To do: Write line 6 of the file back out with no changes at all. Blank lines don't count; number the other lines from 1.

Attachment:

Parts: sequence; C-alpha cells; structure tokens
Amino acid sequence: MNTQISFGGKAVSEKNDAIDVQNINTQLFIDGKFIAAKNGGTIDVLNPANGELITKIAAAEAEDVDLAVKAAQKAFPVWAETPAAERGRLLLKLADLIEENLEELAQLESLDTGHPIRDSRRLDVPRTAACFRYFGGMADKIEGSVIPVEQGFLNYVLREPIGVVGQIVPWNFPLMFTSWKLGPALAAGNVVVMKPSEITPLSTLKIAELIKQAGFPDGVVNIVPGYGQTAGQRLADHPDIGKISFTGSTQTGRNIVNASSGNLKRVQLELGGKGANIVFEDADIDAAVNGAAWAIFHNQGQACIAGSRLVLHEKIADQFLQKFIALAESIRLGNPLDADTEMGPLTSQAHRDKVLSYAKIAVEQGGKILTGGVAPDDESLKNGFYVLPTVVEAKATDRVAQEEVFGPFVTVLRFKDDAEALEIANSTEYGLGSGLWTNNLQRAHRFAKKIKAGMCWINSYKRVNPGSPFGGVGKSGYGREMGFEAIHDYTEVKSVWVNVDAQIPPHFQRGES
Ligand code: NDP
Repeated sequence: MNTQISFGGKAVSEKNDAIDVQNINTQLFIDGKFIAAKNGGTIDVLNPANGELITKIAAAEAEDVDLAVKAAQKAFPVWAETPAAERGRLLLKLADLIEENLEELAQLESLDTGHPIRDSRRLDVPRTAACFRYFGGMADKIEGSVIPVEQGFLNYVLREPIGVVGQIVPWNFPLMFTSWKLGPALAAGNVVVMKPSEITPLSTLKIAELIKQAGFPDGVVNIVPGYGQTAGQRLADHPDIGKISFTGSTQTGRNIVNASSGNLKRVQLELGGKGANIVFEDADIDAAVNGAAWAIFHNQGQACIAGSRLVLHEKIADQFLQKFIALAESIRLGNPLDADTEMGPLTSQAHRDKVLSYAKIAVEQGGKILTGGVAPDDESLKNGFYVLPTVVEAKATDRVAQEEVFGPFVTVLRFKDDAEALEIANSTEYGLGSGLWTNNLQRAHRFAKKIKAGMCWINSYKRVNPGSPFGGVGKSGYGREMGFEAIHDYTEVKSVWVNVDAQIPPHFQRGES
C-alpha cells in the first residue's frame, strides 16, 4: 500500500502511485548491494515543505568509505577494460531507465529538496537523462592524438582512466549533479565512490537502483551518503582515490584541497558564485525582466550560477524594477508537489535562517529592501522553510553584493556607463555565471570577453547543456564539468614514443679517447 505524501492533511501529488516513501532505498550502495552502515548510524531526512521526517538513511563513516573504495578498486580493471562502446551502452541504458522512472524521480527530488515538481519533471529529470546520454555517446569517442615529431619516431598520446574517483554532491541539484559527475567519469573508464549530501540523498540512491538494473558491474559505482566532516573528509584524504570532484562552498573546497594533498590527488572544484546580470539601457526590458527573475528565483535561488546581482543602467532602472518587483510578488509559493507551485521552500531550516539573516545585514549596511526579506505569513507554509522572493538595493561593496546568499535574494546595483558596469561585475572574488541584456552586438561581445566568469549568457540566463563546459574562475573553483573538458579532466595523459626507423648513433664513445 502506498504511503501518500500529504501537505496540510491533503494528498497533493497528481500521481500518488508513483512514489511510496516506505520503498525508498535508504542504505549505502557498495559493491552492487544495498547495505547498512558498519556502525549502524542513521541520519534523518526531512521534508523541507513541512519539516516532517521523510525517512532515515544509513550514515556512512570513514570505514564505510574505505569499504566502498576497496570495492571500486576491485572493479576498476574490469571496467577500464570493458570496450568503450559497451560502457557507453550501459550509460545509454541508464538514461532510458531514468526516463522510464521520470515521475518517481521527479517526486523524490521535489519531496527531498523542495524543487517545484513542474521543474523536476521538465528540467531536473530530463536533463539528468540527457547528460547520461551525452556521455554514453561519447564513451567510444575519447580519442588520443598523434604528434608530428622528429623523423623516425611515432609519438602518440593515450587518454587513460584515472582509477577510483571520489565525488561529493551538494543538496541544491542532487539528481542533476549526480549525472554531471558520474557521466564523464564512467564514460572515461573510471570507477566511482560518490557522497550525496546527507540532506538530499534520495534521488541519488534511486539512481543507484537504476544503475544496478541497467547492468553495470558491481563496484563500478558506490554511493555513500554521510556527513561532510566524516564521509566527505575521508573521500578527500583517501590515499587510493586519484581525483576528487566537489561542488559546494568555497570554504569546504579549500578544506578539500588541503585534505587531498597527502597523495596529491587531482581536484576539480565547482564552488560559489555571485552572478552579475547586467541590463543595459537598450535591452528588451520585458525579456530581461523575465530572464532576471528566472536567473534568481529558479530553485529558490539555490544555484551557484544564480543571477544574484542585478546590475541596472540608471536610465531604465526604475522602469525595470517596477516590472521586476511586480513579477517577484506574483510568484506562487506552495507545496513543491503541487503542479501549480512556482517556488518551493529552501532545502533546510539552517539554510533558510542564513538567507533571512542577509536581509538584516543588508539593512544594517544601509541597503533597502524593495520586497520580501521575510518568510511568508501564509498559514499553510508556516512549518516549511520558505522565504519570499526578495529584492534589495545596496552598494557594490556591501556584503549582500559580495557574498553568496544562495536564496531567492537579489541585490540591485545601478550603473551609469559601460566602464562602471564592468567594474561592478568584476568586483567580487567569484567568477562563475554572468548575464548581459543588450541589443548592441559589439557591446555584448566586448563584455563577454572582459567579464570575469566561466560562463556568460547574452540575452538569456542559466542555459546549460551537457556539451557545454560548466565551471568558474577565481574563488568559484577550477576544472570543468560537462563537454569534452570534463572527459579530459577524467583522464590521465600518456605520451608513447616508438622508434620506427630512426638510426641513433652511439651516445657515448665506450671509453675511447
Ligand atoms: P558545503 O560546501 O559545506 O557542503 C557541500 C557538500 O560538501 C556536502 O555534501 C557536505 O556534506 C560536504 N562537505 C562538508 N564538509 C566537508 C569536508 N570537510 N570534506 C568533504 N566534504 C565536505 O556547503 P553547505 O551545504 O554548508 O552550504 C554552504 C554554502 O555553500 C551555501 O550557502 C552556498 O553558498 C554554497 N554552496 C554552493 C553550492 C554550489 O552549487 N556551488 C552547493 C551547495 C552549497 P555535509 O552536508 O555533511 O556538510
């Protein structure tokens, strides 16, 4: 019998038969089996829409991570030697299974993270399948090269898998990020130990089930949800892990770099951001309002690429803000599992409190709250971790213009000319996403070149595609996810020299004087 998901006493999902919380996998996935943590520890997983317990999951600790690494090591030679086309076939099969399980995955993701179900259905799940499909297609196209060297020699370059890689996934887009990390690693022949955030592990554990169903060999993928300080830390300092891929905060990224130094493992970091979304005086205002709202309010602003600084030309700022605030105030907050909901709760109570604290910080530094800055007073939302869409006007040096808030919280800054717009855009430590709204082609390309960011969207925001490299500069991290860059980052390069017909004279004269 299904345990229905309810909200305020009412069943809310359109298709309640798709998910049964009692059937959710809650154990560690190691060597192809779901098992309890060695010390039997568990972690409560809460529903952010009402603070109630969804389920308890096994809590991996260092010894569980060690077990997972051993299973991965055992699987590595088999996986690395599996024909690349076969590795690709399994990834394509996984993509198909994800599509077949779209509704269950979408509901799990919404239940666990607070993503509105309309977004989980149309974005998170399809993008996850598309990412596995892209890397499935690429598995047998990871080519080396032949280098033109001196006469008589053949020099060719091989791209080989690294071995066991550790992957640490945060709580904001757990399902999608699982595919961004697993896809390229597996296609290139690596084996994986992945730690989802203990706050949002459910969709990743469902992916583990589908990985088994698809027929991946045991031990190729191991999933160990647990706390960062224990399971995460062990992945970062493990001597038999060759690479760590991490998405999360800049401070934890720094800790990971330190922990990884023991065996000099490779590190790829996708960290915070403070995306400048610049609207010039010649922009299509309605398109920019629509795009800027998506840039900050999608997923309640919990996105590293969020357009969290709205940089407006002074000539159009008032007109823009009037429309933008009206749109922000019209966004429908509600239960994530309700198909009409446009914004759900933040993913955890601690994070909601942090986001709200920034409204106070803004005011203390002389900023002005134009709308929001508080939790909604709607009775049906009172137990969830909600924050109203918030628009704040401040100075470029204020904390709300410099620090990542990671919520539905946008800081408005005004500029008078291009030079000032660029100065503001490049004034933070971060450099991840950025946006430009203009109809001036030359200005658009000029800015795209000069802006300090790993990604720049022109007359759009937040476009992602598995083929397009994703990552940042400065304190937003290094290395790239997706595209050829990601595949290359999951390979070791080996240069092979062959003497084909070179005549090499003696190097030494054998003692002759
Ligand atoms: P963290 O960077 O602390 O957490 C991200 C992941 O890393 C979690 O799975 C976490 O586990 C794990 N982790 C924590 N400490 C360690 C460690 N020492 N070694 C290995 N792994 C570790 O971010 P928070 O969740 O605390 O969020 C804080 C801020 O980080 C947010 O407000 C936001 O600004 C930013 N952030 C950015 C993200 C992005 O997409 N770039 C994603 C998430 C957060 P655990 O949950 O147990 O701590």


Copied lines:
Ligand atoms: P558545503 O560546501 O559545506 O557542503 C557541500 C557538500 O560538501 C556536502 O555534501 C557536505 O556534506 C560536504 N562537505 C562538508 N564538509 C566537508 C569536508 N570537510 N570534506 C568533504 N566534504 C565536505 O556547503 P553547505 O551545504 O554548508 O552550504 C554552504 C554554502 O555553500 C551555501 O550557502 C552556498 O553558498 C554554497 N554552496 C554552493 C553550492 C554550489 O552549487 N556551488 C552547493 C551547495 C552549497 P555535509 O552536508 O555533511 O556538510